Jordan Raff

Centrioles, Centrosomes and Cilia in Health and Disease

Centrioles are barrel-shaped structures that form two important cell organelles: centrosomes and cilia. These organelles play an important part in many aspects of cell organisation, and their dysfunction has been linked to a plethora of human pathologies including cancer and microcephaly (small brain). Our overarching goal is to understand how these organelles assemble and function at the molecular level, using a combination of biochemistry, genetics, live-cell imaging, computational/structural analysis and mathematical modelling.

Most cells in the human body are born with a pair of centrioles that can form two important cell organelles: cilia and centrosomes. These organelles play an important part in many aspects of cell organisation, including cell division, establishing and maintaining cell polarity, and positioning other organelles within the cell.

In dividing cells, the centrioles must duplicate once, and only once, during each round of cell division. Once duplicated, the centrioles have to be segregated equally between the two daughter cells. The centrioles do this by rapidly recruiting 100s of proteins (collectively termed pericentriolar material—PCM) around themselves to form centrosomes. The PCM contains many proteins that organise MTs, so the centrosomes form the two poles of the mitotic spindle, thus ensuring their accurate segregation into the two new daughter cells. Our overarching goal is to understand the molecular mechanisms that regulate centriole and centrosome assembly.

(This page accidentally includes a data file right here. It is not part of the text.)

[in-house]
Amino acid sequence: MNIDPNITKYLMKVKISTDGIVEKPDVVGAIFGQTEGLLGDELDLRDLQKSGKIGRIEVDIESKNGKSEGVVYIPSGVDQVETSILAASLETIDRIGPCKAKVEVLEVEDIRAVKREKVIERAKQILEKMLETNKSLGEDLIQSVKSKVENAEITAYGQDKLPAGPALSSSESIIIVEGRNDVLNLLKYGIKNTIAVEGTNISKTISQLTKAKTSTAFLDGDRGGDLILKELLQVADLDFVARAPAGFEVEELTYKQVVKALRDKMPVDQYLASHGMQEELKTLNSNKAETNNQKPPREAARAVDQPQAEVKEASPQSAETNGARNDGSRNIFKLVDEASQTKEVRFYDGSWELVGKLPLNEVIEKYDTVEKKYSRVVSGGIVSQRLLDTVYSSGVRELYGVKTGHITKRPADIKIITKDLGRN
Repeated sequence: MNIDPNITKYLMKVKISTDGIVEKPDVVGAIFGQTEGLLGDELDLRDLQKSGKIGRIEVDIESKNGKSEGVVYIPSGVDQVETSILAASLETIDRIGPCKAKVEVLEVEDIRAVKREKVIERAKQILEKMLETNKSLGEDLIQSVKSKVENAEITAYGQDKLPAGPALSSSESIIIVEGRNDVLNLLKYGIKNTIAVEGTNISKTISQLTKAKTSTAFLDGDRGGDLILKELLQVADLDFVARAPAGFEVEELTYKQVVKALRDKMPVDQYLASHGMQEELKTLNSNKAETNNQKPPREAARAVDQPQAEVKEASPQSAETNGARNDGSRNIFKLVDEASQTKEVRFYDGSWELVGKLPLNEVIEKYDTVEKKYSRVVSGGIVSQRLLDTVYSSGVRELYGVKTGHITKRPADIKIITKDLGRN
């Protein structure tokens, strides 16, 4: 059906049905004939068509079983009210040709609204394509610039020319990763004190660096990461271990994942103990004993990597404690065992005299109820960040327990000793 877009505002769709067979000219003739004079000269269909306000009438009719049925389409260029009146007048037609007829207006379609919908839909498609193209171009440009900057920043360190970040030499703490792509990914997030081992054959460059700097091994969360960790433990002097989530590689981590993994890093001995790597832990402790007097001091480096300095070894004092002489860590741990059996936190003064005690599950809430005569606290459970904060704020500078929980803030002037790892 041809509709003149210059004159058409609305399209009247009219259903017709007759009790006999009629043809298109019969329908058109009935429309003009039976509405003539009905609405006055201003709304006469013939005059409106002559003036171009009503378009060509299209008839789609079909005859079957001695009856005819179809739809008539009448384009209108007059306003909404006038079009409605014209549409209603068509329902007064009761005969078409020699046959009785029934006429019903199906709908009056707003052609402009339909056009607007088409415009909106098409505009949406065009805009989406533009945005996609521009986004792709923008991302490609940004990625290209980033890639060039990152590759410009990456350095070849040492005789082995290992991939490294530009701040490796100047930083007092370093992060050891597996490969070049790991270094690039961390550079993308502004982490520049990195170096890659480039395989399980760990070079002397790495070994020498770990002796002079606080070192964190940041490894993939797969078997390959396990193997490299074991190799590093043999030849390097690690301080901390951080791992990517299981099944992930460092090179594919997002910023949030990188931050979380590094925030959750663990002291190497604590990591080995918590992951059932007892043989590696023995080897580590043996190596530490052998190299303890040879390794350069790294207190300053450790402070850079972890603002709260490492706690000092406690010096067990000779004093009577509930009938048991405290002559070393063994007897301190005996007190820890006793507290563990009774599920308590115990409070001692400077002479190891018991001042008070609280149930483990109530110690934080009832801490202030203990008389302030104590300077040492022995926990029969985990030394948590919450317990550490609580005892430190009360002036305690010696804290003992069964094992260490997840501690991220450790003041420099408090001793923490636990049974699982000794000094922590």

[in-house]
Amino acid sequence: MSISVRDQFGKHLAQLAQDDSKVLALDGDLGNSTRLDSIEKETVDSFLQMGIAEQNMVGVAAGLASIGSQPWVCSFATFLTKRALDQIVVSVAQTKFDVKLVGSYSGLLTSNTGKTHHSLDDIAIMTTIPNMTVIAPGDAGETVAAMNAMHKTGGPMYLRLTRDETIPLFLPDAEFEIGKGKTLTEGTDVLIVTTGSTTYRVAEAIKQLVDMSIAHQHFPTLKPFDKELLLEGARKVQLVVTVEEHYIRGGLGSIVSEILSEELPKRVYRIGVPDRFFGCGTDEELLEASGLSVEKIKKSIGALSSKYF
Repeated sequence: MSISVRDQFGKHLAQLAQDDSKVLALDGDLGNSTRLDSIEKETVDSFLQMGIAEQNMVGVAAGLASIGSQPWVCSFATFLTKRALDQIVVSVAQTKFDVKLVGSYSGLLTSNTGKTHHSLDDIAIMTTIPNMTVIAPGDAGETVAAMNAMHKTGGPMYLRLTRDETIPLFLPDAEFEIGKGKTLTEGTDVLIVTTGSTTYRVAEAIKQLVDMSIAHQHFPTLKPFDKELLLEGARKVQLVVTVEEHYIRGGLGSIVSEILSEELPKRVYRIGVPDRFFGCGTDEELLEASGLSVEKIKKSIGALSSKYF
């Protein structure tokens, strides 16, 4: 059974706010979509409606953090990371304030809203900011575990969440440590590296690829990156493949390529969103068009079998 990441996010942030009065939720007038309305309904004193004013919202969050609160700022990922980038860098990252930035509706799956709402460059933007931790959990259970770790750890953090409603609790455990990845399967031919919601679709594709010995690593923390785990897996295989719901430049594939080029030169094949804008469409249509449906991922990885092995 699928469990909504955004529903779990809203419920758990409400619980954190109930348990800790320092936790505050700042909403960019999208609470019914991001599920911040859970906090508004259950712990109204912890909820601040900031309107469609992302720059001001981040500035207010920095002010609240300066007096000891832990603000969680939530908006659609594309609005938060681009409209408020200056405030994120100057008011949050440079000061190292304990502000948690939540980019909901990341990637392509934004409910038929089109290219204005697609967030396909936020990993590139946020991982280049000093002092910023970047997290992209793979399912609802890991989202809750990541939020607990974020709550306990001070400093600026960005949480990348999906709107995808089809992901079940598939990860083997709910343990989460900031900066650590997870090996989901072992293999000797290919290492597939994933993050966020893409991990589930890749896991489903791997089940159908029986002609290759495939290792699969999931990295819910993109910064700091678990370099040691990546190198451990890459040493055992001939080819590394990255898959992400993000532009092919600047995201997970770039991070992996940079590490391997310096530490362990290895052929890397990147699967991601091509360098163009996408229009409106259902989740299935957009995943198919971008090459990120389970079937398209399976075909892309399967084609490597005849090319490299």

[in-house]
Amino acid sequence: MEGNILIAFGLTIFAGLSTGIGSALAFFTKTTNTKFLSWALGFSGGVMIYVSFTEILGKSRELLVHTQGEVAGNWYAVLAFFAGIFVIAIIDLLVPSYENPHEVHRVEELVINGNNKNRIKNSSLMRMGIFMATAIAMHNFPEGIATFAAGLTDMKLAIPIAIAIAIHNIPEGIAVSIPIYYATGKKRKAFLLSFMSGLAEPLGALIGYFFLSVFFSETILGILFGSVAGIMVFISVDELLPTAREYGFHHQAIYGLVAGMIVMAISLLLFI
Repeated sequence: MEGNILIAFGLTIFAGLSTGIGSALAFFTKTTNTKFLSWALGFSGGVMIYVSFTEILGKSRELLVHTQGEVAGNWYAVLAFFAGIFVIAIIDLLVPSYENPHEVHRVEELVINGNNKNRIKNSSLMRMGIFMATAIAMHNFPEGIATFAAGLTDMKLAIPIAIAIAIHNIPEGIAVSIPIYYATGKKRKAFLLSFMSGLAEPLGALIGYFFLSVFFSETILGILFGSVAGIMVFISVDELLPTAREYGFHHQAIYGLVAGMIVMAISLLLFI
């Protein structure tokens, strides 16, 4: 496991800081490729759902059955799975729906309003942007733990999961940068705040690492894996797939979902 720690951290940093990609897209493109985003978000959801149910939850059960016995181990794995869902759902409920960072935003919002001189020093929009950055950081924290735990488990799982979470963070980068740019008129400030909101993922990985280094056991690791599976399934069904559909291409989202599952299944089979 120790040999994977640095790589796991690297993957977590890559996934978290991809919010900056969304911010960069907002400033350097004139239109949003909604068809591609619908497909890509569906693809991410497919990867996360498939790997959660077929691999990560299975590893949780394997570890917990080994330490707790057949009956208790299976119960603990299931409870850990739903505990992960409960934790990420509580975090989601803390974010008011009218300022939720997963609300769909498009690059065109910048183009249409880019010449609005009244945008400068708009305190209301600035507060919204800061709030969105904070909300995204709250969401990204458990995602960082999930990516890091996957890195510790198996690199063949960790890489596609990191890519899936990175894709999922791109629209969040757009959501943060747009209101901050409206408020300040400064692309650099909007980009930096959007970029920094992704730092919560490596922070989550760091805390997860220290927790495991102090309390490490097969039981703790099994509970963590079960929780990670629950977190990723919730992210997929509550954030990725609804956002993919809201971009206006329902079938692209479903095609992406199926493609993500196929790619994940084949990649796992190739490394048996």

In the early Drosophila embryo, hundreds of centrioles and centrosomes synchronously assemble every few minutes as the embryos rapidly progress through repeated rounds of division. By combining live-cell imaging, computational analyses and mathematical modelling we have been generating quantitative descriptions of centrosome assembly with a precision that is not possible in other systems. We find that local oscillations in the levels of the key enzymes that initiate centriole and centrosome assembly are normally entrained by the CDK/Cyclin cell cycle oscillator to ensure that centrosomes assemble at the right time and place, and then grow to the right size. Our studies not only shed important light on centriole and centrosome assembly, but also potentially provide transformative new insights into how cells regulate and coordinate the biogenesis of their many organelles.

Group members

  • Jordan Raff (Group leader)
  • Isaac Wong (Postdoc)
  • Zach Wilmott (Postdoc)
  • Alan Wainman (Postdoc & Imaging facility manager)
  • Saroj Saurya (Lab manager)
  • Min Peng (Masters student)
  • Zsofi Novak (Postdoc)
  • Joaoa Monteiro (Postdoc)
  • Nada Mohamad (Postdoc)
  • Nic Liew (PhD student)
  • Poppy Holland-Kaye (PhD student)
  • Chia-Chun Chang (Postdoc)

Selected Publications

Latest news

Available student projects